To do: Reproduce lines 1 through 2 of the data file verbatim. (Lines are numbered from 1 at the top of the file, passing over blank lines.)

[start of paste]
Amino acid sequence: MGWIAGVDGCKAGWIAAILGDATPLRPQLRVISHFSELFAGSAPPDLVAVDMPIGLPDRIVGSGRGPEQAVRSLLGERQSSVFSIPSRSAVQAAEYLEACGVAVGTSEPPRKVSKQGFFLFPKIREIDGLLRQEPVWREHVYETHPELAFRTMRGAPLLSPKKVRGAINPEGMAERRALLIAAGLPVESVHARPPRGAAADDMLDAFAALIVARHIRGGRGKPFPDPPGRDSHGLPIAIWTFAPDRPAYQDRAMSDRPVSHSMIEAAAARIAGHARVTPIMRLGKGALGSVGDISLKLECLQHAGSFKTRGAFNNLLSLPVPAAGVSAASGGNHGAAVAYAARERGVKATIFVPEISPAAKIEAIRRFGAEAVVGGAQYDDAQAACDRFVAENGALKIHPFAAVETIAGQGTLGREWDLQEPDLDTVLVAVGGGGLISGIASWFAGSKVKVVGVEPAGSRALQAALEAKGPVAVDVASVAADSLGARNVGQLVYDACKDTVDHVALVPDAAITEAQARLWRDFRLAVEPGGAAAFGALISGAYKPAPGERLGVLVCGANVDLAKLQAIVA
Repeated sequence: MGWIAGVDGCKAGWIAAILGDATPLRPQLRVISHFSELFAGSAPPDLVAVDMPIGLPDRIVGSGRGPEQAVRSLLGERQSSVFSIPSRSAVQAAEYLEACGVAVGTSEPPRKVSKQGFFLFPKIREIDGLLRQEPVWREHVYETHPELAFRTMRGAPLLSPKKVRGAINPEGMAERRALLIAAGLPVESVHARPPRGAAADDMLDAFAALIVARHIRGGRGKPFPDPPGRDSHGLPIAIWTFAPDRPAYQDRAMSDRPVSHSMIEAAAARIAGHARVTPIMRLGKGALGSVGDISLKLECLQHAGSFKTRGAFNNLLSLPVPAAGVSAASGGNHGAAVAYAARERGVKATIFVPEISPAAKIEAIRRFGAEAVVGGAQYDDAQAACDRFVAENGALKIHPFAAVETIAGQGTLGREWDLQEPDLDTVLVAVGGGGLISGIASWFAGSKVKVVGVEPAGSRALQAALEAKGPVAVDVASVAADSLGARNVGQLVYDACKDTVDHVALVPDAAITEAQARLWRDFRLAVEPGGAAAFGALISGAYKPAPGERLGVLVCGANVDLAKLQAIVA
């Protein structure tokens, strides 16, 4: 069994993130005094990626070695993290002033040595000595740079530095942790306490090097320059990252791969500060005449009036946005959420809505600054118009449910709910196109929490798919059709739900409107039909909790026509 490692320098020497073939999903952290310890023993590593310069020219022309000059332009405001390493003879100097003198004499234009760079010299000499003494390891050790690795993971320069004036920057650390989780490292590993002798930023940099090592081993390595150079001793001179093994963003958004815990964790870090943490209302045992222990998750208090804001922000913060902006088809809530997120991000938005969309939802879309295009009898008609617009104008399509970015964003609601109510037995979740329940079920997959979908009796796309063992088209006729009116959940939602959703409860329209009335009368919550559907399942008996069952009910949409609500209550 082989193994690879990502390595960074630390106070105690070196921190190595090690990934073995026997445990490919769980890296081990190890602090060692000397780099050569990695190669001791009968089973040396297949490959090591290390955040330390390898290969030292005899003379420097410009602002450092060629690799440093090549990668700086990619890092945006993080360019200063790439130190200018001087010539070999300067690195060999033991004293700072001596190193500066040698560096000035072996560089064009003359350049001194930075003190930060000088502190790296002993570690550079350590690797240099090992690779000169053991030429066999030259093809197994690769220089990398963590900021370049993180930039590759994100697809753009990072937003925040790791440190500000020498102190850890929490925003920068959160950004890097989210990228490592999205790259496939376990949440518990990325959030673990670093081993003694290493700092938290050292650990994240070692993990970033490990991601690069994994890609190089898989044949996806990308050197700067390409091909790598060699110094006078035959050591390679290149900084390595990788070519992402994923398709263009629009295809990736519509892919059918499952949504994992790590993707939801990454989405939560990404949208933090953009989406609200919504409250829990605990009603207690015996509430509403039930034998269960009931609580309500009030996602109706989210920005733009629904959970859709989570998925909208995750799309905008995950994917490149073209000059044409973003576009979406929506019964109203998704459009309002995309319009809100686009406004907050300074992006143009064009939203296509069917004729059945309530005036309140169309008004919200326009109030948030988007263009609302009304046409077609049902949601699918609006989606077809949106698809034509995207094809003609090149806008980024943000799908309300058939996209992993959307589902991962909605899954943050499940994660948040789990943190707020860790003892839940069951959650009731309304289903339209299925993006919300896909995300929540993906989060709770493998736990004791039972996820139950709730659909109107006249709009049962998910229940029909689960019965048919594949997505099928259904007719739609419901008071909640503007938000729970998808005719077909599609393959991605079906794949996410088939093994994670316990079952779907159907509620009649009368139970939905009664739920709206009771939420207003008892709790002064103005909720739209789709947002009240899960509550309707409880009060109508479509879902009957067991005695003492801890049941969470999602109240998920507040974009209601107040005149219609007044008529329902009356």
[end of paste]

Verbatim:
Amino acid sequence: MGWIAGVDGCKAGWIAAILGDATPLRPQLRVISHFSELFAGSAPPDLVAVDMPIGLPDRIVGSGRGPEQAVRSLLGERQSSVFSIPSRSAVQAAEYLEACGVAVGTSEPPRKVSKQGFFLFPKIREIDGLLRQEPVWREHVYETHPELAFRTMRGAPLLSPKKVRGAINPEGMAERRALLIAAGLPVESVHARPPRGAAADDMLDAFAALIVARHIRGGRGKPFPDPPGRDSHGLPIAIWTFAPDRPAYQDRAMSDRPVSHSMIEAAAARIAGHARVTPIMRLGKGALGSVGDISLKLECLQHAGSFKTRGAFNNLLSLPVPAAGVSAASGGNHGAAVAYAARERGVKATIFVPEISPAAKIEAIRRFGAEAVVGGAQYDDAQAACDRFVAENGALKIHPFAAVETIAGQGTLGREWDLQEPDLDTVLVAVGGGGLISGIASWFAGSKVKVVGVEPAGSRALQAALEAKGPVAVDVASVAADSLGARNVGQLVYDACKDTVDHVALVPDAAITEAQARLWRDFRLAVEPGGAAAFGALISGAYKPAPGERLGVLVCGANVDLAKLQAIVA
Repeated sequence: MGWIAGVDGCKAGWIAAILGDATPLRPQLRVISHFSELFAGSAPPDLVAVDMPIGLPDRIVGSGRGPEQAVRSLLGERQSSVFSIPSRSAVQAAEYLEACGVAVGTSEPPRKVSKQGFFLFPKIREIDGLLRQEPVWREHVYETHPELAFRTMRGAPLLSPKKVRGAINPEGMAERRALLIAAGLPVESVHARPPRGAAADDMLDAFAALIVARHIRGGRGKPFPDPPGRDSHGLPIAIWTFAPDRPAYQDRAMSDRPVSHSMIEAAAARIAGHARVTPIMRLGKGALGSVGDISLKLECLQHAGSFKTRGAFNNLLSLPVPAAGVSAASGGNHGAAVAYAARERGVKATIFVPEISPAAKIEAIRRFGAEAVVGGAQYDDAQAACDRFVAENGALKIHPFAAVETIAGQGTLGREWDLQEPDLDTVLVAVGGGGLISGIASWFAGSKVKVVGVEPAGSRALQAALEAKGPVAVDVASVAADSLGARNVGQLVYDACKDTVDHVALVPDAAITEAQARLWRDFRLAVEPGGAAAFGALISGAYKPAPGERLGVLVCGANVDLAKLQAIVA